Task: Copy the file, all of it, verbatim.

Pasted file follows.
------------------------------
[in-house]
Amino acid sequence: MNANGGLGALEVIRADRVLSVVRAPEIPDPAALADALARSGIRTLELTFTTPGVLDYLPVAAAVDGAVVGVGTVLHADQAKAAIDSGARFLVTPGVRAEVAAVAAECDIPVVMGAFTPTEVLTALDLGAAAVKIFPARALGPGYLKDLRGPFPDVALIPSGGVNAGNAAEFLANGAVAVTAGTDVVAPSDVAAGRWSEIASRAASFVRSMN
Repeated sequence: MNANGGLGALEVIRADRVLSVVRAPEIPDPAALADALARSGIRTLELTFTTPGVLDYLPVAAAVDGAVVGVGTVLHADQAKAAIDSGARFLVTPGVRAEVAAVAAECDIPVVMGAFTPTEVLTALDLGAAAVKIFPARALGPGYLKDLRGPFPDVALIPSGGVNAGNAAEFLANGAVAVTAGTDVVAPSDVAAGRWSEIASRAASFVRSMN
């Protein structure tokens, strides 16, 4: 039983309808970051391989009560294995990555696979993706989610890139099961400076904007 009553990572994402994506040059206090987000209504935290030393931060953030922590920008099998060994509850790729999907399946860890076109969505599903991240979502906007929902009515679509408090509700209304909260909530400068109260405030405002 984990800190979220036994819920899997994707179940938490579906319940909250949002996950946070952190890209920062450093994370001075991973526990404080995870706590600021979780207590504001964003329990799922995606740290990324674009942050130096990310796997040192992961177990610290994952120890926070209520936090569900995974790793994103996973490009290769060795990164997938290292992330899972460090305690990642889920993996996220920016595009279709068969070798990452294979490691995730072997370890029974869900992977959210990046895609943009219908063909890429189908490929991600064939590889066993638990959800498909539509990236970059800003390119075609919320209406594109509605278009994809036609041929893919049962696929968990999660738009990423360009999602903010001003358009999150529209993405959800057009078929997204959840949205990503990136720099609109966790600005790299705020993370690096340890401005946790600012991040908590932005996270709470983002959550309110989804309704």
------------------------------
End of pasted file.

[in-house]
Amino acid sequence: MNANGGLGALEVIRADRVLSVVRAPEIPDPAALADALARSGIRTLELTFTTPGVLDYLPVAAAVDGAVVGVGTVLHADQAKAAIDSGARFLVTPGVRAEVAAVAAECDIPVVMGAFTPTEVLTALDLGAAAVKIFPARALGPGYLKDLRGPFPDVALIPSGGVNAGNAAEFLANGAVAVTAGTDVVAPSDVAAGRWSEIASRAASFVRSMN
Repeated sequence: MNANGGLGALEVIRADRVLSVVRAPEIPDPAALADALARSGIRTLELTFTTPGVLDYLPVAAAVDGAVVGVGTVLHADQAKAAIDSGARFLVTPGVRAEVAAVAAECDIPVVMGAFTPTEVLTALDLGAAAVKIFPARALGPGYLKDLRGPFPDVALIPSGGVNAGNAAEFLANGAVAVTAGTDVVAPSDVAAGRWSEIASRAASFVRSMN
């Protein structure tokens, strides 16, 4: 039983309808970051391989009560294995990555696979993706989610890139099961400076904007 009553990572994402994506040059206090987000209504935290030393931060953030922590920008099998060994509850790729999907399946860890076109969505599903991240979502906007929902009515679509408090509700209304909260909530400068109260405030405002 984990800190979220036994819920899997994707179940938490579906319940909250949002996950946070952190890209920062450093994370001075991973526990404080995870706590600021979780207590504001964003329990799922995606740290990324674009942050130096990310796997040192992961177990610290994952120890926070209520936090569900995974790793994103996973490009290769060795990164997938290292992330899972460090305690990642889920993996996220920016595009279709068969070798990452294979490691995730072997370890029974869900992977959210990046895609943009219908063909890429189908490929991600064939590889066993638990959800498909539509990236970059800003390119075609919320209406594109509605278009994809036609041929893919049962696929968990999660738009990423360009999602903010001003358009999150529209993405959800057009078929997204959840949205990503990136720099609109966790600005790299705020993370690096340890401005946790600012991040908590932005996270709470983002959550309110989804309704």